Yothr CRI.193.1a

Bruttia Crispina
Reign: Marcus Aurelius or Commodus
Mint: Rome
Date: 178/182 AD
Nominal: Denarius
Material: Silver
Diameter: 18mm
Weight: 2.79g

Reference: RIC III Commodus 281a
OCRE Online: http://numismatics.org/ocre/id/ric.3.com.281a
Rare: R1
Provenance: Noonans Numismatics London, Great Britain (Auction 21, Lot 505)
Pedigree: From the Graham Collection of Roman Imperial Coins (Bt Stanley Gibbons 1973)

Obverse: Bust of Crispina, draped, hair in round coil at back, right
Inscription: CRISPINA AVG
Translation: Crispina Augusta
Translation: [Bruttia] Crispina, the venerable

Reverse: Garlanded and lighted rectangular altar
Translation: Dis Genitalibus
Translation: Fertility, belonging to procreation or belonging to birth

Comment: Bruttia Crispina, the daughter of C. Bruttius Praesens and Valeria Marcia Hostilia Crispina Moecia Cornelia, the sister of L. Bruttius Quintius Crispinus, was married by Emperor Marcus Aurelius to his son, the future Emperor Commodus, before he left for the Sarmatian campaign, from which he did not return (Cass. Dio LXXI 33, 1. Hist. Aug. Marc. 27, 8). She finds her death, after Commodus has come to the government, on Capri, where she was banished for adultery by her husband – probably around the year 182 AD. However, it is not likely that her banishment and her death falls before the consulate year of her brother (187 AD), whom then the emperor would not have honored with the consulate. Ultimately, the exact year of Crispina’s death remains hidden in the darkness of history – as well as the exact dating of her coins. One of the last coinages is probably from Alexandria with 181/182 AD as the year. Thus, the issues of the empress can be roughly narrowed down to the period 178-182 AD.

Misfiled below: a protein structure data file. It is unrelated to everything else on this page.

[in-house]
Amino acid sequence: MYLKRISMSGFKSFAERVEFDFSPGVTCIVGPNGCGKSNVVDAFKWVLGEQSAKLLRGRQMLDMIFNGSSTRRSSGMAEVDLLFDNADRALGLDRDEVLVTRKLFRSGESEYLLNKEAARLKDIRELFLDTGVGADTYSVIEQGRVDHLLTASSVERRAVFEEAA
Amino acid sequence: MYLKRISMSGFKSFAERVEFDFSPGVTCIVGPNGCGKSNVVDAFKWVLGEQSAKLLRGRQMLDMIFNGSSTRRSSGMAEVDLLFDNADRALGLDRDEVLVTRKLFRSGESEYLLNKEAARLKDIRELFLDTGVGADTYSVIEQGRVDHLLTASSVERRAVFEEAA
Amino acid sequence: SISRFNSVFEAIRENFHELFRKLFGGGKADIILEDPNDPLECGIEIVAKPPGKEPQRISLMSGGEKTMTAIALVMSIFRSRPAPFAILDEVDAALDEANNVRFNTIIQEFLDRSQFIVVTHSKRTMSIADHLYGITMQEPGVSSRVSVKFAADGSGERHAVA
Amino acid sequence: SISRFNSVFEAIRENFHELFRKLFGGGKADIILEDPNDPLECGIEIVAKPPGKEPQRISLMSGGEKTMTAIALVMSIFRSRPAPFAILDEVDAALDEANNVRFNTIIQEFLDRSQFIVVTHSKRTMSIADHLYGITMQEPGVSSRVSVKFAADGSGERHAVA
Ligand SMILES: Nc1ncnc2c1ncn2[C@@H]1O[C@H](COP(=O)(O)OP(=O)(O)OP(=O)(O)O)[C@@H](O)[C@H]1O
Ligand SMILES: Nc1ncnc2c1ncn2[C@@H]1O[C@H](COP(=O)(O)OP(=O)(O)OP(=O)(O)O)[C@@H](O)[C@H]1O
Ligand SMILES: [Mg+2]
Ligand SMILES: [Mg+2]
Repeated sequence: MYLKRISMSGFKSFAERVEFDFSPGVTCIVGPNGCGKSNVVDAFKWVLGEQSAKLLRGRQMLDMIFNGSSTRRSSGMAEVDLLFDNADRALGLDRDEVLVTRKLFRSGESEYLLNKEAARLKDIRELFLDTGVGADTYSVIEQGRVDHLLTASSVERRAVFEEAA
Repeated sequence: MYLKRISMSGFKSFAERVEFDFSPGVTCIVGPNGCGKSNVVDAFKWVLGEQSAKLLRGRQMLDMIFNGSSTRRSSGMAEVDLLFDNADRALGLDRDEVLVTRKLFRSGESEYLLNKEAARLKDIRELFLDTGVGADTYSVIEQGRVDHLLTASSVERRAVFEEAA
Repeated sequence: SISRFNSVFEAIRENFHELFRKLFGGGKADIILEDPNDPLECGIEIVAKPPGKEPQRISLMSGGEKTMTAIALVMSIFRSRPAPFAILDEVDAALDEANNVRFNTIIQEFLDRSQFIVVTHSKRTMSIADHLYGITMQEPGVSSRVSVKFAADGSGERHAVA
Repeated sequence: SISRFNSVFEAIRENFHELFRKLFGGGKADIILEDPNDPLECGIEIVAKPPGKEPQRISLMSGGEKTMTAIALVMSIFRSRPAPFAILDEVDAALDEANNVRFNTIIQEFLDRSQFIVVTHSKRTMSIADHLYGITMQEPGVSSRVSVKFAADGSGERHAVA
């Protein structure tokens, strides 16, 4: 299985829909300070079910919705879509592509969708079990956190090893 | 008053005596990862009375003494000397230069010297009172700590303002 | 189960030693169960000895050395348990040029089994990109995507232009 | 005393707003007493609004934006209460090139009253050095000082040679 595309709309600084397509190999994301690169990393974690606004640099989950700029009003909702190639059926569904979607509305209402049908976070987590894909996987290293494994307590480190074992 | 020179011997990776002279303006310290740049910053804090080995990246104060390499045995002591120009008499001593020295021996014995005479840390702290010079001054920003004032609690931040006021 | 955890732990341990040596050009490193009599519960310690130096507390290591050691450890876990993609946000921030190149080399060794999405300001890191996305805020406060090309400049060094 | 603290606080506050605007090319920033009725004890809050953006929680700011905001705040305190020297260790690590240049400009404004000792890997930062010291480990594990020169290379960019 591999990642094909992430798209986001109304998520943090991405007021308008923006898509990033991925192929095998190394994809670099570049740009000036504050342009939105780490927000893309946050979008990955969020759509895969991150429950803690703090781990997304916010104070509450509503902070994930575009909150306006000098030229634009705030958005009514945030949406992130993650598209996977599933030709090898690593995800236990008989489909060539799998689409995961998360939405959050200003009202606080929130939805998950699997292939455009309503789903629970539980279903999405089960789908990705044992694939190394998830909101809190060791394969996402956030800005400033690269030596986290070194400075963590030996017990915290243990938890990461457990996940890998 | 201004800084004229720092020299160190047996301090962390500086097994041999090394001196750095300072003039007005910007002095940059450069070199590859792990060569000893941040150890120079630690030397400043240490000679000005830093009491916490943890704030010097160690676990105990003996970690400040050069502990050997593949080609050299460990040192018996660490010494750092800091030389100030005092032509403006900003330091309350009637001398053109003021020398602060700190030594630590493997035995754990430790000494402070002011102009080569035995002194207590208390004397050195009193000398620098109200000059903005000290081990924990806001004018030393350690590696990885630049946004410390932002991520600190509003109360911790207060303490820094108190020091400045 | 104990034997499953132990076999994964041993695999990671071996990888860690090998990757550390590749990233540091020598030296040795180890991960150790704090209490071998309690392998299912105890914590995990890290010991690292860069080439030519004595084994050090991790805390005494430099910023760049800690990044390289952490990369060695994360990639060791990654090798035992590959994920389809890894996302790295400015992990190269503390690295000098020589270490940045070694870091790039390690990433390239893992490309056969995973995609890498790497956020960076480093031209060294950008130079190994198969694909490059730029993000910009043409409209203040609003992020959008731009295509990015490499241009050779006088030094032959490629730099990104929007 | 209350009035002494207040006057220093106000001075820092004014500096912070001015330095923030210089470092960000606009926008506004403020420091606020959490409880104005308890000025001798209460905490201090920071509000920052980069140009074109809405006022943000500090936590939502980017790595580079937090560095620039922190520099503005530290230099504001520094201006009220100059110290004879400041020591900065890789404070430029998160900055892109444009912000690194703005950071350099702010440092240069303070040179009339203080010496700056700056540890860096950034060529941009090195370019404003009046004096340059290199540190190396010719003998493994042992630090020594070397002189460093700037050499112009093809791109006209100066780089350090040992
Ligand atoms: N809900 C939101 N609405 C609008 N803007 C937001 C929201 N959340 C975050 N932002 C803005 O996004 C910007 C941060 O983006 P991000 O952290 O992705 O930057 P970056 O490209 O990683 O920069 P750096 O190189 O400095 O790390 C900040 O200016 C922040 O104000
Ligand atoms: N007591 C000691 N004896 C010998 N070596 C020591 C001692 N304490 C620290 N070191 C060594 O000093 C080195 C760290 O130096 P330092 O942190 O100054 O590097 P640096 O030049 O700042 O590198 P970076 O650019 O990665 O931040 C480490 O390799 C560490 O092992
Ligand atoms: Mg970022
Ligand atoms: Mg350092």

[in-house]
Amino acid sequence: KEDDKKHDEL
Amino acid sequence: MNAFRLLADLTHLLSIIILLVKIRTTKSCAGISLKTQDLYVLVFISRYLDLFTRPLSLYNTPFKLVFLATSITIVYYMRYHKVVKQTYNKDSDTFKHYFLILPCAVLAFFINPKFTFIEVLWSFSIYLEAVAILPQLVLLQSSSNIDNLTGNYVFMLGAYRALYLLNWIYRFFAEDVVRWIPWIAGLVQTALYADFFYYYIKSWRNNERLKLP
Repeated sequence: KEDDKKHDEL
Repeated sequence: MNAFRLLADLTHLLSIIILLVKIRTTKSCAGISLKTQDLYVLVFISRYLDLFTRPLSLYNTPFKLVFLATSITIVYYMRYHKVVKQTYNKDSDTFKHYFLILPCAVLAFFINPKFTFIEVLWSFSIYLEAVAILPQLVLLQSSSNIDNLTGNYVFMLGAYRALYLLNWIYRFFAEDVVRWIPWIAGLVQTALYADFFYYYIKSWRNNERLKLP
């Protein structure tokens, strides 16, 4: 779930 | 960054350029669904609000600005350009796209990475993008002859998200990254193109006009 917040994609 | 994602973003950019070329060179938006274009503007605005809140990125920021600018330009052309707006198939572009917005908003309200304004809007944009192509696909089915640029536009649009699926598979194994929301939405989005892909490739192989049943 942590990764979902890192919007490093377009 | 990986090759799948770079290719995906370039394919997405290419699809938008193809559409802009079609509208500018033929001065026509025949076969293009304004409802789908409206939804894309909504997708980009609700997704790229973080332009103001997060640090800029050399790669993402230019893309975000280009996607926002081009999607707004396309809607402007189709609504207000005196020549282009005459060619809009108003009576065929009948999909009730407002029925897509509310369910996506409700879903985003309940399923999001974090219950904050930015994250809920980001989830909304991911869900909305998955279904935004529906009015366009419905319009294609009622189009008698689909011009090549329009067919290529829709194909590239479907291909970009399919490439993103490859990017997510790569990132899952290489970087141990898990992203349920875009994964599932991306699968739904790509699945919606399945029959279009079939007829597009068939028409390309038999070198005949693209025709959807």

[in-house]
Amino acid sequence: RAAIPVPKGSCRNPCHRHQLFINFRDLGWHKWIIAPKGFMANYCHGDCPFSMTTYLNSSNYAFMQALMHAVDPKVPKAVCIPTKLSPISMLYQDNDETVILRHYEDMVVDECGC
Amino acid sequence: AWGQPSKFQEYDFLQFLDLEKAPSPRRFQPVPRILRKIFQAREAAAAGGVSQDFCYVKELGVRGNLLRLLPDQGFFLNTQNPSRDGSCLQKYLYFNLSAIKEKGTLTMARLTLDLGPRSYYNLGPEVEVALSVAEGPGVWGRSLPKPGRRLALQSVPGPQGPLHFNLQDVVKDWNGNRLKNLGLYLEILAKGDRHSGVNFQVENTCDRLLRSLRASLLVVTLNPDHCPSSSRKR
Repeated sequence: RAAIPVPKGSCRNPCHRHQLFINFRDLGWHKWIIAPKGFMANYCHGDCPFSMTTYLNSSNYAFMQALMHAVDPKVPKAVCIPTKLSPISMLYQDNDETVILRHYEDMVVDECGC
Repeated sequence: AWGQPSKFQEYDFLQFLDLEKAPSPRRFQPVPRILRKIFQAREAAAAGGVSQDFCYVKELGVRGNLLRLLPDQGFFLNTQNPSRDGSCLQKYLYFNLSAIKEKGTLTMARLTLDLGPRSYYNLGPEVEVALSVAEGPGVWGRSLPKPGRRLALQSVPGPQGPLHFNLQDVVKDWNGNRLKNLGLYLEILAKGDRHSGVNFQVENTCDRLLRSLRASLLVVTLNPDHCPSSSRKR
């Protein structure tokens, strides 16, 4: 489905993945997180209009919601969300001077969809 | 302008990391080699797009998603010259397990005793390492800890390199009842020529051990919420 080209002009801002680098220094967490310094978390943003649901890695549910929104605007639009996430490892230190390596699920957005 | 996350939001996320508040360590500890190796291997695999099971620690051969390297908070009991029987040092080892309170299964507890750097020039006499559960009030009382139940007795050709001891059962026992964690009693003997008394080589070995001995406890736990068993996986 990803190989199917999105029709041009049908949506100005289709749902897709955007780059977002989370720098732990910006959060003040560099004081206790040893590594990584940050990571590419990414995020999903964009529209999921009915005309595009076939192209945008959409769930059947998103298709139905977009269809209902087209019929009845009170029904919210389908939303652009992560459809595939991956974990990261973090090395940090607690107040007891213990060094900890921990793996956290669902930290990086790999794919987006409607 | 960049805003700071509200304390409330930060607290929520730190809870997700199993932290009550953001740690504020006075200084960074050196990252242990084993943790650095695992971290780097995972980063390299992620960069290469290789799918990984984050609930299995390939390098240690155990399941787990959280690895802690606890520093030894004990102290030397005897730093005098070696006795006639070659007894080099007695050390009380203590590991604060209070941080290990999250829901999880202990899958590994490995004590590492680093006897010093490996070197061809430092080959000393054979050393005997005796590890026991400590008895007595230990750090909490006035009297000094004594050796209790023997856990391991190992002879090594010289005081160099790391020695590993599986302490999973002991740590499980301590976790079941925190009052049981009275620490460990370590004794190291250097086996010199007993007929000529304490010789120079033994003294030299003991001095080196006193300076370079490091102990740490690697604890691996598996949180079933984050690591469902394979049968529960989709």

From this imperial denarius it would seem that the empress had dedicated an altar to the dii genitales (Gods of origin from which everything descends; life generating gods), either for having had children, or that she might obtain fertility from them, or that she might commend the child, with which she was pregnant, to their care and protection. Genitalis (says Eckhel, vii. 139), or in the neuter gender, genitale, is that which possesses, or imparts, the faculty of generating (Numiswiki). It is therefore very likely that this is an issue between 178 and the end of 181 AD at the latest – before the banishment to Capri. Whether this coinage was for the desire for a child or for the care of a pregnancy – can also not be clarified.

The coin was a part of the famous Graham Collection of Roman Imperial Coins (Tinchant, Paul [a.k.a. “Graham, Richard J.”]; Jacques Schulman N.V. The Richard J. Graham Collection of Ancient Greek, Roman and Byzantine Coins including a splendid series of Roman Bronze Medallions. Catalog of public auction [243], 8 June 1966. Amsterdam. 1966. [Clain-Stefanelli 3668 & 4978]).

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